PDP-11 Xenix (LONG)

David C. Jenner djenner at halcyon.com
Mon Oct 13 08:49:22 AEST 1997

OK, Frank is likely correct.  But I still don't think you'll find it
on the 'net!  It would be nice if it were in the PUP archives, though. 
it there might be hard because MS might still have some rights to it.

I did some digging, and here are some relevant dates:

 8/25/80   Microsoft announced DEC PDP-11 XENIX (along with versions for
           other machines--Intel 8086, Zilog Z8000, and Motorola
           [This would have to be Version 7 based.]

10/01/80   Microsoft notes PDP-11 XENIX is "scheduled for release".
[It's not
           clear if this means it was actually released on that date.]

12/08/81   Microsoft and SCO signed a letter of intent for SCO to be a
           source of XENIX.  [No mention of PDP-11; just that XENIX was
           upgraded to System III at that time.]

 1/22/85   Microsoft and AT&T announce plans for compatible future
           of XENIX and UNIX [based on System V].

 1/31/86   Microsoft and SCO announce new agreements for SCO to be prime
           of XENIX System V to VAR and VAD channels.

 2/15/89   Microsoft makes 20% minority investment in SCO.  [I seem to
recall that
           SCO got (all?) XENIX rights at this time.]

So it looks like there was a window of about a year when a Version 7
based XENIX
was probably available.  Certainly starting in 1983 Microsoft announced
all sorts
of versions of XENIX for other hardware, including IBM System 9000 (yes,
really was a HAL 9000 (Motorola MC68000-based)--I had a couple), IBM
UNIX PC and PC 6300, and Compaq machines.


Frank Wortner wrote:
> Since I'm the one that started this --- albeit indirectly --- let me try to
> explain.
> Way back when --- about 1981 or 82 --- I worked for a small (now defunct)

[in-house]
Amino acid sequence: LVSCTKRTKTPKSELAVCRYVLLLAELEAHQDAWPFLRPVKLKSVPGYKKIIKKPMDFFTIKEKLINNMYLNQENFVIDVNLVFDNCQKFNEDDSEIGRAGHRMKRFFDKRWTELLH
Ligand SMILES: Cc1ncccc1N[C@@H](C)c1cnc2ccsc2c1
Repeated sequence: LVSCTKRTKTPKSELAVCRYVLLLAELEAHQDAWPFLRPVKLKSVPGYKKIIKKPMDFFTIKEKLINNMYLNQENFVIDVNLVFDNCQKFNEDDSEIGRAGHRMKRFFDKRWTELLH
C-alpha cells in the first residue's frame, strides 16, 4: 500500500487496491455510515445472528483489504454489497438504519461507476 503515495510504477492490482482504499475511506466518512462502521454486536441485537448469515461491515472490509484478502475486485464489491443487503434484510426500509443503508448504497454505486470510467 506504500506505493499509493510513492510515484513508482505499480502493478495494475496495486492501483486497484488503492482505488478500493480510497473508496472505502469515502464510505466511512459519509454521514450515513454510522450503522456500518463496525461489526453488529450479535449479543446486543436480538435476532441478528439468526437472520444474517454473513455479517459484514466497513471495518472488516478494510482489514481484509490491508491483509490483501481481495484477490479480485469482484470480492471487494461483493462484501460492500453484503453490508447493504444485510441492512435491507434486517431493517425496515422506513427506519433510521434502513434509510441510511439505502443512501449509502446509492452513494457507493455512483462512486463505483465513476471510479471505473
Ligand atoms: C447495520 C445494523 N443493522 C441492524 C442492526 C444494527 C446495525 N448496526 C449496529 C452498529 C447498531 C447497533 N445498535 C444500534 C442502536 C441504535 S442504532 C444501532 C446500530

> software company.  We owned 2 PDP-11/23s.  Initially,  we ran a distribution
> of the Sixth Edition on them.  That came from a company in New York ---
> that's where I am geographically,  BTW --- called Yourdon.  The system was
> called UV6.
> After a while,  we decided to upgrade to V7.  At the time,  we had begun a
> relationship with another (now defunct) firm called Lifeboat Associates
> (also in New York,  later in Tarrytown, NY).  They distributed microcomputer
> software,  principally CP/M-based.  They were a Microsoft distributor.
> Microsoft had just started Unix development at the time.  Lifeboat sold us a
> V7 system:  Microsoft PDP-11 Xenix.  I know it was Microsoft because the
> tape lables said so, and I remember that the line printer printed release
> notes contained a banner page that indicated that they came from Microsoft's
> DEC 20(!) (cheerfully named "Microsoft Heating Plant").
> PD.-11 Xenix was essentially V7,  but it had a few added features.


> BTW,  if John or Bob reads this list,  l'd like to say "Thank you" to both
> of them.  Also thanks to Warren for his work preserving the old Unix
> software.  It's a great deal of fun to see old "friends" again,  and I think
> it will be just as much fun to see software and "hardware" combinations that
> I didn't have access to in the "good old days."  Thanks also to SCO for
> binary licenses for these "historic" systems;  I hope that they will be able
> to license source code in the near future.
> Sorry for the long ramble and thanks for reading!
> Frank
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